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Unformatted text preview: Bit Commitment, Fair Coin Flips, and OneWay Accumulators Matt Ashoff 11/9/2004 Cryptographic Protocols Outline Bit Commitment Definition Properties Applications Implementations Fair Coin Flips Definition Implementations OneWay Accumulators Definition Example Motivation Applications References Definition Bit Commitment Goal is to ensure bit commitment. Simplest example: Decide who goes first in a game If Bob guesses correctly, he goes Alice picks a bit (0 or 1) and locks it in a box Bob guesses a bit The box is opened to see if he is right Two parts: Commitment Unveiling Must ensure that: Alice cannot change her bit after Bob guesses Bob cannot know what Alice’s bit is until she unveils it Assume no trusted thirdparty Properties Bit Commitment Ideally, bit commitment has two interesting properties: It is unconditionally secure if implemented correctly As opposed to computationally secure, which is a requirement for most algorithms It requires only a noisy channel However, implementing the algorithm ideally is the key Applications Bit Commitment ZeroKnowledge Protocols Identification Schemes Multiparty Computation Fair Coin Flips Electronic Voting Implementations Bit Commitment Symmetric Cryptography Alice encrypts her bit with a random key Sends to Bob At a later time, she sends Bob the key He can then verify the bit Disadvantage: Alice may be able to generate another key so that the bit is changed once she knows the result....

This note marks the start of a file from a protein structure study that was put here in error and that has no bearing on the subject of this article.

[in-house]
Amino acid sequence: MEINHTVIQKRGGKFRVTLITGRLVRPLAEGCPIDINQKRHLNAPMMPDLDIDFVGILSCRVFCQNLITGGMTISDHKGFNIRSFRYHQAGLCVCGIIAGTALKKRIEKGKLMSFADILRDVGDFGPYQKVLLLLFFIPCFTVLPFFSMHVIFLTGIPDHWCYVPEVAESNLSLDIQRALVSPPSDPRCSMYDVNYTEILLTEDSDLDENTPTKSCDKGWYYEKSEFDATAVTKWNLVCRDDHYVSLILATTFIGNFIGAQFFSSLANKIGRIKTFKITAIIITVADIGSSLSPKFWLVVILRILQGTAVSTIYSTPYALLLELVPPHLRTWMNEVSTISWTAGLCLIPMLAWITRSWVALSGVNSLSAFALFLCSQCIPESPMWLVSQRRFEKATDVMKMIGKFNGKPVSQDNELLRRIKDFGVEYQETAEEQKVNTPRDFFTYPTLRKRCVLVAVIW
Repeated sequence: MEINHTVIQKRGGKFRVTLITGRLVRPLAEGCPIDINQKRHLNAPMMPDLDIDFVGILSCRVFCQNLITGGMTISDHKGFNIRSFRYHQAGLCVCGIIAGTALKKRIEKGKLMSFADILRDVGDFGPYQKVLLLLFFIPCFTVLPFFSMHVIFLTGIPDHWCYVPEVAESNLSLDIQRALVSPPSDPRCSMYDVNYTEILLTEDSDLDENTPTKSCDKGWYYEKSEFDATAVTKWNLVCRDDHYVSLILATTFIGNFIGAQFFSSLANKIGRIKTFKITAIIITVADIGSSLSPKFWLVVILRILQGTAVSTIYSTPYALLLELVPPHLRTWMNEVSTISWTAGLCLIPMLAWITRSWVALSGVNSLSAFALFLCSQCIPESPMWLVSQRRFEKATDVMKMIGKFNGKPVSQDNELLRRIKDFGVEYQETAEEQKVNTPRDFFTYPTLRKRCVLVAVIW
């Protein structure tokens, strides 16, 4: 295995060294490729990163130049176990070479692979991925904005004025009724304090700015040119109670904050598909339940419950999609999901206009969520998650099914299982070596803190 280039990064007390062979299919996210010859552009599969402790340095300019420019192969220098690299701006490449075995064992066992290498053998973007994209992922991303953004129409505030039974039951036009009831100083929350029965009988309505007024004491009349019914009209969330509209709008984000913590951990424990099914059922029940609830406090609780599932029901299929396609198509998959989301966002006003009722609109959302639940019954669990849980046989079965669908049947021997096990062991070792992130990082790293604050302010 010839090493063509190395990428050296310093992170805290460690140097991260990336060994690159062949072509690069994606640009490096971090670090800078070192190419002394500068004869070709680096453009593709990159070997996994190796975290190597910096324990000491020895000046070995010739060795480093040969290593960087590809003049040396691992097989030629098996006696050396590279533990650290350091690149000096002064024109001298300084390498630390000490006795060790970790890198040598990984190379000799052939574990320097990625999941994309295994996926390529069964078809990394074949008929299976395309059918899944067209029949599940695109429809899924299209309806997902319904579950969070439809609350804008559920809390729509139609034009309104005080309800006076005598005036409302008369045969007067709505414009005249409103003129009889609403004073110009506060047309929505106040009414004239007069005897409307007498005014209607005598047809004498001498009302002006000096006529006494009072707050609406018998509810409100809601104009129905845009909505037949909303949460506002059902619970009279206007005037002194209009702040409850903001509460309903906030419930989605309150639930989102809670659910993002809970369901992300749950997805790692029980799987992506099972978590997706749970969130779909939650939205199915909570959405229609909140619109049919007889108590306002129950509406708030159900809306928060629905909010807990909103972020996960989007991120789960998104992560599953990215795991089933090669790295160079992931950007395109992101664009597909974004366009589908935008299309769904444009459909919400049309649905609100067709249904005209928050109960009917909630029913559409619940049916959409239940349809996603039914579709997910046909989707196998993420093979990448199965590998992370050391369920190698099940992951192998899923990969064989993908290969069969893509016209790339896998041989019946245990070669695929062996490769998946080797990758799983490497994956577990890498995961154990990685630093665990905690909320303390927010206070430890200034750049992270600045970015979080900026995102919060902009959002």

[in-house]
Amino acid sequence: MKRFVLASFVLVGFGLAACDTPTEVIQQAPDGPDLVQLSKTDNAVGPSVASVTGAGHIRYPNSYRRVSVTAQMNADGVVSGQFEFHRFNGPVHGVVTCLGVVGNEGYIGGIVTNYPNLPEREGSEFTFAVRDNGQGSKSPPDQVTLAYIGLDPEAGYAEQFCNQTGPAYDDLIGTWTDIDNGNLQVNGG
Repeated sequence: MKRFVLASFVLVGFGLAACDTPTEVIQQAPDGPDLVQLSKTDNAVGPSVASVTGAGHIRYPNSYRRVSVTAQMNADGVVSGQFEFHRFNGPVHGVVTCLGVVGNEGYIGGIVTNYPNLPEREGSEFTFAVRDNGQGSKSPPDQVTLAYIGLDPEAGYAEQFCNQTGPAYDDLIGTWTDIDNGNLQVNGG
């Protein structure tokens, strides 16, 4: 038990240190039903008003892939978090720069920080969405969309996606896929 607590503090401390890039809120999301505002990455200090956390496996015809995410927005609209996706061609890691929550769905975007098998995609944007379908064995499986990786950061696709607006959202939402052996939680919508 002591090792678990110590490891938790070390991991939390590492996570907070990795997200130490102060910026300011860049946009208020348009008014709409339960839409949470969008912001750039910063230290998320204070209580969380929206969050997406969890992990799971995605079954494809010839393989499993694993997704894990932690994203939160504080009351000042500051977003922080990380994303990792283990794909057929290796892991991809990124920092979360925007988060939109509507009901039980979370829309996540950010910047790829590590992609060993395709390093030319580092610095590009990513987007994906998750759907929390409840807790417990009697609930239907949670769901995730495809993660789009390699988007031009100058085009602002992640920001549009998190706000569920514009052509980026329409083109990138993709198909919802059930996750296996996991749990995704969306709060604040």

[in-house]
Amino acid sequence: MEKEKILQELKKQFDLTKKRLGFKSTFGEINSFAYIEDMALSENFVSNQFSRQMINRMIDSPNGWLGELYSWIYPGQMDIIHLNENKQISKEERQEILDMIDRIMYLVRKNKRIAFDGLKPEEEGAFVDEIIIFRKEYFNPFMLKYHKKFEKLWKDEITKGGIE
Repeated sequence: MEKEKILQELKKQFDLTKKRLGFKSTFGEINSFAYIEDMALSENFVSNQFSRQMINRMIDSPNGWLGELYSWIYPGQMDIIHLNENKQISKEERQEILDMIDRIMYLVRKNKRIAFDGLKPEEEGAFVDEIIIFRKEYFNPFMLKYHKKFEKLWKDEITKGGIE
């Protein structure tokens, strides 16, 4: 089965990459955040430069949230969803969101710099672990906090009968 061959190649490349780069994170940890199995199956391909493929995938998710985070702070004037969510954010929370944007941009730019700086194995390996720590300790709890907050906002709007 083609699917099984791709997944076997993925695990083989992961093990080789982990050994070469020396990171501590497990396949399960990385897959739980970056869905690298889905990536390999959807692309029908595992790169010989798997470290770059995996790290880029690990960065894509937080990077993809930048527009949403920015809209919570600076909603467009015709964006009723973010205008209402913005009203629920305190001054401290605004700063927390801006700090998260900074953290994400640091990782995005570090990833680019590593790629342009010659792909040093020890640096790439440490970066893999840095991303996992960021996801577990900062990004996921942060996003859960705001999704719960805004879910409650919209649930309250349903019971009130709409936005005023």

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This note was uploaded on 01/17/2012 for the course CIS 6930 taught by Professor Staff during the Fall '08 term at University of Florida.
 Fall '08
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